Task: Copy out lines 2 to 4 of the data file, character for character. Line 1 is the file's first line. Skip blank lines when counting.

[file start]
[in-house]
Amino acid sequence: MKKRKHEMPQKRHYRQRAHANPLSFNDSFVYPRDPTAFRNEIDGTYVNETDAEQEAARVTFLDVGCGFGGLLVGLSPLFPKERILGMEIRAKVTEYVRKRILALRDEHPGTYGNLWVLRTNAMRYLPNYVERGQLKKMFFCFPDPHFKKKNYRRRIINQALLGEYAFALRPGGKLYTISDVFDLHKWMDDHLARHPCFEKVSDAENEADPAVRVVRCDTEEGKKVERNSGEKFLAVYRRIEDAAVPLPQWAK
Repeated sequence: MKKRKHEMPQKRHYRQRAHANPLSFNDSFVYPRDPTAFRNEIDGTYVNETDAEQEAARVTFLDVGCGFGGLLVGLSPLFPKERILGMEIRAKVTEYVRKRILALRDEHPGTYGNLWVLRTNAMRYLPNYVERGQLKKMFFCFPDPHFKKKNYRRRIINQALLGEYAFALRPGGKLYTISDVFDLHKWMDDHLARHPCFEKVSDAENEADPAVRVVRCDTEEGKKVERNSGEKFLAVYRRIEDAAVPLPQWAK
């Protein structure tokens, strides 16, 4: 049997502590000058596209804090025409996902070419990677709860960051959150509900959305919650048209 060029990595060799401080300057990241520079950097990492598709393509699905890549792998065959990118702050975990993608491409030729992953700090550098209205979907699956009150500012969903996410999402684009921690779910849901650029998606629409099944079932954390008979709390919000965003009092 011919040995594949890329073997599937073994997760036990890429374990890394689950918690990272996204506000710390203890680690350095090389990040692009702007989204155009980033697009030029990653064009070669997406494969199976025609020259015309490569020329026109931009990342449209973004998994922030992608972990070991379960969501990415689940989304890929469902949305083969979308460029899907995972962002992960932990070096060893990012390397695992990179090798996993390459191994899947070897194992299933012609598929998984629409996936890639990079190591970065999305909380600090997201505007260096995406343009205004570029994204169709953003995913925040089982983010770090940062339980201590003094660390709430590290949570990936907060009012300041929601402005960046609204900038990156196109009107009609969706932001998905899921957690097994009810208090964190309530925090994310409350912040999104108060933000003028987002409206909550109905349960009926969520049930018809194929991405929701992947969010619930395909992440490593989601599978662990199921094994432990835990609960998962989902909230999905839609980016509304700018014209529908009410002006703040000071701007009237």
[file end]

Amino acid sequence: MKKRKHEMPQKRHYRQRAHANPLSFNDSFVYPRDPTAFRNEIDGTYVNETDAEQEAARVTFLDVGCGFGGLLVGLSPLFPKERILGMEIRAKVTEYVRKRILALRDEHPGTYGNLWVLRTNAMRYLPNYVERGQLKKMFFCFPDPHFKKKNYRRRIINQALLGEYAFALRPGGKLYTISDVFDLHKWMDDHLARHPCFEKVSDAENEADPAVRVVRCDTEEGKKVERNSGEKFLAVYRRIEDAAVPLPQWAK
Repeated sequence: MKKRKHEMPQKRHYRQRAHANPLSFNDSFVYPRDPTAFRNEIDGTYVNETDAEQEAARVTFLDVGCGFGGLLVGLSPLFPKERILGMEIRAKVTEYVRKRILALRDEHPGTYGNLWVLRTNAMRYLPNYVERGQLKKMFFCFPDPHFKKKNYRRRIINQALLGEYAFALRPGGKLYTISDVFDLHKWMDDHLARHPCFEKVSDAENEADPAVRVVRCDTEEGKKVERNSGEKFLAVYRRIEDAAVPLPQWAK
């Protein structure tokens, strides 16, 4: 049997502590000058596209804090025409996902070419990677709860960051959150509900959305919650048209 060029990595060799401080300057990241520079950097990492598709393509699905890549792998065959990118702050975990993608491409030729992953700090550098209205979907699956009150500012969903996410999402684009921690779910849901650029998606629409099944079932954390008979709390919000965003009092 011919040995594949890329073997599937073994997760036990890429374990890394689950918690990272996204506000710390203890680690350095090389990040692009702007989204155009980033697009030029990653064009070669997406494969199976025609020259015309490569020329026109931009990342449209973004998994922030992608972990070991379960969501990415689940989304890929469902949305083969979308460029899907995972962002992960932990070096060893990012390397695992990179090798996993390459191994899947070897194992299933012609598929998984629409996936890639990079190591970065999305909380600090997201505007260096995406343009205004570029994204169709953003995913925040089982983010770090940062339980201590003094660390709430590290949570990936907060009012300041929601402005960046609204900038990156196109009107009609969706932001998905899921957690097994009810208090964190309530925090994310409350912040999104108060933000003028987002409206909550109905349960009926969520049930018809194929991405929701992947969010619930395909992440490593989601599978662990199921094994432990835990609960998962989902909230999905839609980016509304700018014209529908009410002006703040000071701007009237």